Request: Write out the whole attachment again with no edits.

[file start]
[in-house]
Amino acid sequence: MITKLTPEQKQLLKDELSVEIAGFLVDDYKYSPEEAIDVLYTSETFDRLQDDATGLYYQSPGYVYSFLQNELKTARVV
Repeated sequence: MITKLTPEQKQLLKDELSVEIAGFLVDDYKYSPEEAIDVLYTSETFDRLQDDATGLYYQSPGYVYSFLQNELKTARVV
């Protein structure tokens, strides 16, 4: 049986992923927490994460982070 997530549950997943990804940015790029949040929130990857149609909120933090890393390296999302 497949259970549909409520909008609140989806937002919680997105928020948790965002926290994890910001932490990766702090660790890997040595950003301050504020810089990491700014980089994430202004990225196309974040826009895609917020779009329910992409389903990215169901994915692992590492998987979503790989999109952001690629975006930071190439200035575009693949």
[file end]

[in-house]
Amino acid sequence: MITKLTPEQKQLLKDELSVEIAGFLVDDYKYSPEEAIDVLYTSETFDRLQDDATGLYYQSPGYVYSFLQNELKTARVV
Repeated sequence: MITKLTPEQKQLLKDELSVEIAGFLVDDYKYSPEEAIDVLYTSETFDRLQDDATGLYYQSPGYVYSFLQNELKTARVV
């Protein structure tokens, strides 16, 4: 049986992923927490994460982070 997530549950997943990804940015790029949040929130990857149609909120933090890393390296999302 497949259970549909409520909008609140989806937002919680997105928020948790965002926290994890910001932490990766702090660790890997040595950003301050504020810089990491700014980089994430202004990225196309974040826009895609917020779009329910992409389903990215169901994915692992590492998987979503790989999109952001690629975006930071190439200035575009693949």